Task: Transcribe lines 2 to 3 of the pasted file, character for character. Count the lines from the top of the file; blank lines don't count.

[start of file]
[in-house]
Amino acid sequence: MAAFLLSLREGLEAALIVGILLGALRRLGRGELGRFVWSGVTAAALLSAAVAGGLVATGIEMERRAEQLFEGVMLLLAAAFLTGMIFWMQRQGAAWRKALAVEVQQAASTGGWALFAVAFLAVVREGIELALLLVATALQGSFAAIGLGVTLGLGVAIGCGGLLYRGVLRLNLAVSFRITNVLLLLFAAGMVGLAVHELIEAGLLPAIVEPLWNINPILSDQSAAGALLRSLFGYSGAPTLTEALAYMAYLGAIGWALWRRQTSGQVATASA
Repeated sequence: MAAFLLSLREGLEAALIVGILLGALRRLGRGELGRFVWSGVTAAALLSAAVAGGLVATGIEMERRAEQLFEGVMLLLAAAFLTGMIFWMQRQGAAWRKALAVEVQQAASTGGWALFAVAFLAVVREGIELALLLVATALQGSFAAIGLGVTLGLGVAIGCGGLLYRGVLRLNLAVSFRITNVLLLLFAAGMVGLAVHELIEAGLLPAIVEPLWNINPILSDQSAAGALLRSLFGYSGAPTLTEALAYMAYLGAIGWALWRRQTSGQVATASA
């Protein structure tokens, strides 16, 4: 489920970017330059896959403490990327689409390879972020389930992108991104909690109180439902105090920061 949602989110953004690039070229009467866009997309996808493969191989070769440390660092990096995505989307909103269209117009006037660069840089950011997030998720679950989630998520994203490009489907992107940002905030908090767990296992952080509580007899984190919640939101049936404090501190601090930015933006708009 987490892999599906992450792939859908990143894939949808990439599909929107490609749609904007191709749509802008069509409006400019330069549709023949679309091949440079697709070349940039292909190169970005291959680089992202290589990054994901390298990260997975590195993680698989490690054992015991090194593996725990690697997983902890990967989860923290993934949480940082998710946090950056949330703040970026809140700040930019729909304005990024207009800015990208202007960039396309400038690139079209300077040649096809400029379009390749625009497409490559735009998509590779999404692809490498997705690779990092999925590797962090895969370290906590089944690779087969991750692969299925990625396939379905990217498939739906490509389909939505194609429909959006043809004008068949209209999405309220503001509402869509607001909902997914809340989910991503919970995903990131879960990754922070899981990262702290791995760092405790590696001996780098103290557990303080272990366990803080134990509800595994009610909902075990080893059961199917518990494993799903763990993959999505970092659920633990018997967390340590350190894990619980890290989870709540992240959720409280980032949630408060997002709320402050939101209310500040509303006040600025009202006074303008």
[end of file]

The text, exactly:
Amino acid sequence: MAAFLLSLREGLEAALIVGILLGALRRLGRGELGRFVWSGVTAAALLSAAVAGGLVATGIEMERRAEQLFEGVMLLLAAAFLTGMIFWMQRQGAAWRKALAVEVQQAASTGGWALFAVAFLAVVREGIELALLLVATALQGSFAAIGLGVTLGLGVAIGCGGLLYRGVLRLNLAVSFRITNVLLLLFAAGMVGLAVHELIEAGLLPAIVEPLWNINPILSDQSAAGALLRSLFGYSGAPTLTEALAYMAYLGAIGWALWRRQTSGQVATASA
Repeated sequence: MAAFLLSLREGLEAALIVGILLGALRRLGRGELGRFVWSGVTAAALLSAAVAGGLVATGIEMERRAEQLFEGVMLLLAAAFLTGMIFWMQRQGAAWRKALAVEVQQAASTGGWALFAVAFLAVVREGIELALLLVATALQGSFAAIGLGVTLGLGVAIGCGGLLYRGVLRLNLAVSFRITNVLLLLFAAGMVGLAVHELIEAGLLPAIVEPLWNINPILSDQSAAGALLRSLFGYSGAPTLTEALAYMAYLGAIGWALWRRQTSGQVATASA